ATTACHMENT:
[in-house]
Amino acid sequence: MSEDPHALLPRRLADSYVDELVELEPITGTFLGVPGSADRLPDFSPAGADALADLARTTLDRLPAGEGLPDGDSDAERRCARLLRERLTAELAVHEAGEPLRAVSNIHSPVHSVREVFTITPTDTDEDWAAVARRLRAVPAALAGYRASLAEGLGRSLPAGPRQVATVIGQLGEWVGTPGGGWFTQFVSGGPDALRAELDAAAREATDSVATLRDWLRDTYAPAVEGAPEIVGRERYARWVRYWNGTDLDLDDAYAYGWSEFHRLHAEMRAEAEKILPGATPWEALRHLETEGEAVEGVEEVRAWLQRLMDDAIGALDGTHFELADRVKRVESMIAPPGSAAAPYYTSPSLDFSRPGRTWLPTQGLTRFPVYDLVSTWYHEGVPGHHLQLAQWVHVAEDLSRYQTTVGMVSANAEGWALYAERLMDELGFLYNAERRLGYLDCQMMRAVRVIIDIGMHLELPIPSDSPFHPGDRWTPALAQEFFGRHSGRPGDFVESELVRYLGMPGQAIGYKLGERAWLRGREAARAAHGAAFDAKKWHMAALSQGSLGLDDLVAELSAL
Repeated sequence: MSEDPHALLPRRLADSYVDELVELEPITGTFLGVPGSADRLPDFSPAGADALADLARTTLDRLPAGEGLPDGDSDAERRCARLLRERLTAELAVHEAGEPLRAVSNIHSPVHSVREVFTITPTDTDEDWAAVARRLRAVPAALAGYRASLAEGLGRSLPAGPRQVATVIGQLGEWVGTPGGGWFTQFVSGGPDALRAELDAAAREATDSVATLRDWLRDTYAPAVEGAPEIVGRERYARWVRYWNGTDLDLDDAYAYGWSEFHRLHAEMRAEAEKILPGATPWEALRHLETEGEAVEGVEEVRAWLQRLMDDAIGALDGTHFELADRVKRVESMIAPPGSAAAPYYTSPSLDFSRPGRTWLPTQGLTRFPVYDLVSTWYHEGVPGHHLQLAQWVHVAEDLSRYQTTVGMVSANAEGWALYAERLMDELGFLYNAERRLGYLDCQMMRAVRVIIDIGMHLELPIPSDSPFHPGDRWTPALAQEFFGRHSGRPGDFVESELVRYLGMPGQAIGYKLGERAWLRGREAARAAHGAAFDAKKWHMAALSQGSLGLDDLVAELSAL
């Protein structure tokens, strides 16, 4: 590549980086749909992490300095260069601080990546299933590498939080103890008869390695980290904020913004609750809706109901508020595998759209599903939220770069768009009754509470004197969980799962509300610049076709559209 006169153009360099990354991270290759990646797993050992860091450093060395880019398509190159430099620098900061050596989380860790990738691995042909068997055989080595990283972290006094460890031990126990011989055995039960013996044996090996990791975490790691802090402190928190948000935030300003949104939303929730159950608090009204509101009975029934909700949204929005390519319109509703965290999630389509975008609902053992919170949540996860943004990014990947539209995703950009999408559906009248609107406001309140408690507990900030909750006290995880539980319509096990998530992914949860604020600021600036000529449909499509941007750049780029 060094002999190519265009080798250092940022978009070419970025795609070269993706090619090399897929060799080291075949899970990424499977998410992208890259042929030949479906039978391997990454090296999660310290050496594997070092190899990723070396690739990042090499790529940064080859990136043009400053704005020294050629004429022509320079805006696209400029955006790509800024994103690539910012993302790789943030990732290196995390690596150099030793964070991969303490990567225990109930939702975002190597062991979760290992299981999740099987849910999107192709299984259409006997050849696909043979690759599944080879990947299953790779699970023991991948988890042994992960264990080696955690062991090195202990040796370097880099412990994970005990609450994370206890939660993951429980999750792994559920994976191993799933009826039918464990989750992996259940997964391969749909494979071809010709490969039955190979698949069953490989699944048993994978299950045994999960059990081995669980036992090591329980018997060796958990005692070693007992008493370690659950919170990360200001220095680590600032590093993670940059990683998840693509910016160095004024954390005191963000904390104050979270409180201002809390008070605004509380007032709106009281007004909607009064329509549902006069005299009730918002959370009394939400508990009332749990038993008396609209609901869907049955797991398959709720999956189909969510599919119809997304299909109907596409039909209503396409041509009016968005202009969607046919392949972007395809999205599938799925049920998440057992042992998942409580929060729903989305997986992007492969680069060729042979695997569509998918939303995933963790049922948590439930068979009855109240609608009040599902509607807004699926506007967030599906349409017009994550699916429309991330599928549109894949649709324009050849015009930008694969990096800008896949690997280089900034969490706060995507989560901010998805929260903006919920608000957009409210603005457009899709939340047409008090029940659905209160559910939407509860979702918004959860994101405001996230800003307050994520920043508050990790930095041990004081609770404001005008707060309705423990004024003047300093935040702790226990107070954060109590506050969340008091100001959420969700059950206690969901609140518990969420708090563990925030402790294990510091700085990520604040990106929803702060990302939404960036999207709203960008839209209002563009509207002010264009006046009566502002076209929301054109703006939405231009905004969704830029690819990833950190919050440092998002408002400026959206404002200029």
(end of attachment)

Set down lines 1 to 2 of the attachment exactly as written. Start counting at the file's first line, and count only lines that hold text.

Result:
[in-house]
Amino acid sequence: MSEDPHALLPRRLADSYVDELVELEPITGTFLGVPGSADRLPDFSPAGADALADLARTTLDRLPAGEGLPDGDSDAERRCARLLRERLTAELAVHEAGEPLRAVSNIHSPVHSVREVFTITPTDTDEDWAAVARRLRAVPAALAGYRASLAEGLGRSLPAGPRQVATVIGQLGEWVGTPGGGWFTQFVSGGPDALRAELDAAAREATDSVATLRDWLRDTYAPAVEGAPEIVGRERYARWVRYWNGTDLDLDDAYAYGWSEFHRLHAEMRAEAEKILPGATPWEALRHLETEGEAVEGVEEVRAWLQRLMDDAIGALDGTHFELADRVKRVESMIAPPGSAAAPYYTSPSLDFSRPGRTWLPTQGLTRFPVYDLVSTWYHEGVPGHHLQLAQWVHVAEDLSRYQTTVGMVSANAEGWALYAERLMDELGFLYNAERRLGYLDCQMMRAVRVIIDIGMHLELPIPSDSPFHPGDRWTPALAQEFFGRHSGRPGDFVESELVRYLGMPGQAIGYKLGERAWLRGREAARAAHGAAFDAKKWHMAALSQGSLGLDDLVAELSAL